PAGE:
Imagine an airplane that weighs half as much as current jets, rocket fuel with the highest specific impulse, and springs that can sustain up to twenty billion load cycles, making them fatigue-free and almost everlasting. These are just some of the uses of a rare metal called beryllium. It is also used in the nuclear energy industry (as a neutron moderator). Furthermore, the thermal insulation qualities of beryllium oxide can aid in investigating the Earth's depths. This metal is mostly produced in Kazakhstan, China, Russia, and the United States.
One of the lightest metals on Earth, beryllium is characterized by considerable strength, greater than that of structural steel. Moreover, it has a significantly higher melting point than magnesium and aluminum. Such a successful combination of properties makes beryllium one of today's key aviation materials. Aircraft parts made of beryllium are 1.5 times lighter than aluminum.
Beryllium raw materials are generally available across the world. Brazil and Argentina have the largest deposits, accounting for nearly 40 percent of global production. India and many African countries also have significant quantities of beryllium ores. The Chinese Xinjiang region may have over 4,000 tons of the rare metal.
Coarse-grained beryl was once mined by hand. This artisanal approach produces up to 3,000 tons of concentrate annually in Brazil. New flotation processes have just lately been devised to utilize previously unprofitable sources of fine-grained beryl.
Like its cousins lithium and boron, beryllium is relatively rare in the Earth's crust, making up just 0.0004 percent by mass of the Earth's crust. Although beryllium is a rare element, it is not scattered, as it is part of the surface deposits of beryl in pegmatite rocks, which were the last to crystallize in granite domes. There are reports of giant beryls up to one meter long and weighing several tons.
What About the Army?
Beryllium metal is employed in the aerospace and defense industries in the United States to manufacture lightweight, precise components.
Pure beryllium, particularly on military fighter planes, reduces weight—crucial to speed and maneuverability—while also providing razor-sharp targeting and striking capabilities. Electrical connectors, fasteners, and structural components for fixed-wing aircraft and fighters such as the F-22 Raptor, F-35 Lightning II Joint Strike Fighter, F-18 Super Hornet, F-16 Fighting Falcon, and F-15 Strike Eagle are made of a copper-beryllium mix.
Beryllium components are also built into advanced surveillance, targeting, and optical systems in military helicopters, keeping crewmembers safe. And on surveillance and reconnaissance missions, unmanned aerial aircraft rely on beryllium optical systems for real-time vision and targeting.
Moreover, stiff beryllium mirrors decrease vibration and offer a jitter-free optical route for aiming and fire controls on rolling battle tanks. Beryllium is also utilized in the detection and destruction of improvised explosive devices and tactical mines from the air. It is also crucial in new guided missile defense systems, ensuring the system’s ability to direct, target, and eventually destroy missile threats.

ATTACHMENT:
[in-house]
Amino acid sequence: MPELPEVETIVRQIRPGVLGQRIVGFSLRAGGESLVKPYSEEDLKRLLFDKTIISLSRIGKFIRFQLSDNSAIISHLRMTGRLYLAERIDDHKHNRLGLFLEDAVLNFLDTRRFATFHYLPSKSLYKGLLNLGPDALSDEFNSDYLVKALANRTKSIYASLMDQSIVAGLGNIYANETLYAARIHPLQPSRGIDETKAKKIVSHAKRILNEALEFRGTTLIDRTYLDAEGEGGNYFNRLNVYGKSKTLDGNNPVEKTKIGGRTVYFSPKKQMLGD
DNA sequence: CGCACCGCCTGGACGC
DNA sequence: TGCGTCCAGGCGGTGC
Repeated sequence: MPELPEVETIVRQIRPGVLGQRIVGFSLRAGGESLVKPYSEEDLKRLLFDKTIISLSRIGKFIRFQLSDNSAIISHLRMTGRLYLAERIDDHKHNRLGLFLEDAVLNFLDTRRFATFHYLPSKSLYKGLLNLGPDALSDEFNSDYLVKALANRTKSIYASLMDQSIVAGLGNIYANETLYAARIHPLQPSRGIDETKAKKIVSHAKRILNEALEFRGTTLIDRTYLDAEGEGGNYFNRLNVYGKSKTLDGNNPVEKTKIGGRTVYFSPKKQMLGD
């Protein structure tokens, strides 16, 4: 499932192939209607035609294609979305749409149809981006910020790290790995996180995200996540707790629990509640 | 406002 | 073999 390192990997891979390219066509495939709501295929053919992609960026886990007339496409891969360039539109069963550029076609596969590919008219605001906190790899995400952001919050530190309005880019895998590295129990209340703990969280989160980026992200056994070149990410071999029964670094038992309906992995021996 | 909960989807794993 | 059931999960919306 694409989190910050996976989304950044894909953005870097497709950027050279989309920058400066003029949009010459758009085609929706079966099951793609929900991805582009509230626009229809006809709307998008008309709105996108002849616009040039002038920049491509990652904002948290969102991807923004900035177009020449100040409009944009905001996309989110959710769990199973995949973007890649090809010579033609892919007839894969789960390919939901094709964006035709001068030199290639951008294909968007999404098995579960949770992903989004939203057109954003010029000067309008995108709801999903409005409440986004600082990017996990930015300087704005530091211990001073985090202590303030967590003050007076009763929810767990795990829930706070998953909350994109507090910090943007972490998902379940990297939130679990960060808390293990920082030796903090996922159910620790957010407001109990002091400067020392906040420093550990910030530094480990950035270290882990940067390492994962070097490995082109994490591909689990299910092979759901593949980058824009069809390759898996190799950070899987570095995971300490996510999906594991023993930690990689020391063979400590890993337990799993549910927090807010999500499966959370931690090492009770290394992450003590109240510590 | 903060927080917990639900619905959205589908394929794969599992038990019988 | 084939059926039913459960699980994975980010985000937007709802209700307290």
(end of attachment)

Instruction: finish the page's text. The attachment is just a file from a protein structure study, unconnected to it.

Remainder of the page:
Copper beryllium alloys used in network hubs, switches, and routers are also critical to military communications. This material's strength and electrical and thermal conductivity provide dependability while optimizing signal speed and bandwidth.
Also, the electrical systems onboard U.S. military satellites rely on beryllium metal for structural and dimensional stability, as well as dependability.
In addition to the hardcore military equipment, the material also powers homeland security. Beryllium and beryllium-containing compounds have been used in equipment enabling surveillance, inspection, and countermeasures at airports, ports, border posts, and other public assets. Beryllium components can be found in X-ray machines, sorting equipment, and scanners used to screen luggage and cargo for unlawful and harmful chemicals.
Scientists were able to obtain beryllium in its pure form only at the end of the nineteenth century. Then, no one knew how to use it, so all the scientific literature indicated that it had no practical application. However, scientists eventually recognized how valuable it is.
For instance, beryllium-made springs are linked to an unusual story in World War II history. Adolf Hitler's massive defense industry was isolated from the primary suppliers of beryllium raw materials, as the United States controlled practically all of the world's output of this vital strategic metal. So instead, the Germans decided to smuggle beryllium bronze through neutral Switzerland. American firms received an order from Swiss "watchmakers" for so much of it that it would have been adequate for all the world’s clock springs for the next 500 years. However, the ploy was discovered, and the order remained unfilled. Despite that, beryllium bronze springs were occasionally seen in the newest models of rapid-firing aircraft machine guns used by the Nazi forces.
All properties and qualities of beryllium have not yet been fully found, and who knows what else we will learn about it.
Girish Linganna is a Defense & Aerospace analyst and is the Director of ADD Engineering Components (India) Pvt Ltd, a subsidiary of ADD Engineering GmbH.
Image: Flickr/U.S. Air Force.